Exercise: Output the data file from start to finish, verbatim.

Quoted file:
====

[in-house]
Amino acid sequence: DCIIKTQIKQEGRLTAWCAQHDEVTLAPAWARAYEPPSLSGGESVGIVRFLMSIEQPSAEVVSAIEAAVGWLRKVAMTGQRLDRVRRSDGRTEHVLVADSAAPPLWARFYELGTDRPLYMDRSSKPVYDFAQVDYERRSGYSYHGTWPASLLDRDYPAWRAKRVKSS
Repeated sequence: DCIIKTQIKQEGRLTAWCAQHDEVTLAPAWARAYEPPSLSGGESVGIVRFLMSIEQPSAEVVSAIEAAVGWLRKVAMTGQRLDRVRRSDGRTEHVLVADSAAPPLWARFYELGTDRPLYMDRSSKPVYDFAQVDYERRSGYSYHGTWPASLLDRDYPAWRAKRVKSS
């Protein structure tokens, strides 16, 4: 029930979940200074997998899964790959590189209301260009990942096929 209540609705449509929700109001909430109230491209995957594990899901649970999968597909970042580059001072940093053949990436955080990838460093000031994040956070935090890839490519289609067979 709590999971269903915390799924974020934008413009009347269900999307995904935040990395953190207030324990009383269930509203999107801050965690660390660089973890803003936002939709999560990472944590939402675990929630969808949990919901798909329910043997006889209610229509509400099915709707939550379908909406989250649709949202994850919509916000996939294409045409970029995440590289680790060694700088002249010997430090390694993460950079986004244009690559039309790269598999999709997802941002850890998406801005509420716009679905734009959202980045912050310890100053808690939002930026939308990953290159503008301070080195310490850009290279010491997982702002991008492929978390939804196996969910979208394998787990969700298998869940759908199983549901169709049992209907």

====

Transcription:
[in-house]
Amino acid sequence: DCIIKTQIKQEGRLTAWCAQHDEVTLAPAWARAYEPPSLSGGESVGIVRFLMSIEQPSAEVVSAIEAAVGWLRKVAMTGQRLDRVRRSDGRTEHVLVADSAAPPLWARFYELGTDRPLYMDRSSKPVYDFAQVDYERRSGYSYHGTWPASLLDRDYPAWRAKRVKSS
Repeated sequence: DCIIKTQIKQEGRLTAWCAQHDEVTLAPAWARAYEPPSLSGGESVGIVRFLMSIEQPSAEVVSAIEAAVGWLRKVAMTGQRLDRVRRSDGRTEHVLVADSAAPPLWARFYELGTDRPLYMDRSSKPVYDFAQVDYERRSGYSYHGTWPASLLDRDYPAWRAKRVKSS
């Protein structure tokens, strides 16, 4: 029930979940200074997998899964790959590189209301260009990942096929 209540609705449509929700109001909430109230491209995957594990899901649970999968597909970042580059001072940093053949990436955080990838460093000031994040956070935090890839490519289609067979 709590999971269903915390799924974020934008413009009347269900999307995904935040990395953190207030324990009383269930509203999107801050965690660390660089973890803003936002939709999560990472944590939402675990929630969808949990919901798909329910043997006889209610229509509400099915709707939550379908909406989250649709949202994850919509916000996939294409045409970029995440590289680790060694700088002249010997430090390694993460950079986004244009690559039309790269598999999709997802941002850890998406801005509420716009679905734009959202980045912050310890100053808690939002930026939308990953290159503008301070080195310490850009290279010491997982702002991008492929978390939804196996969910979208394998787990969700298998869940759908199983549901169709049992209907």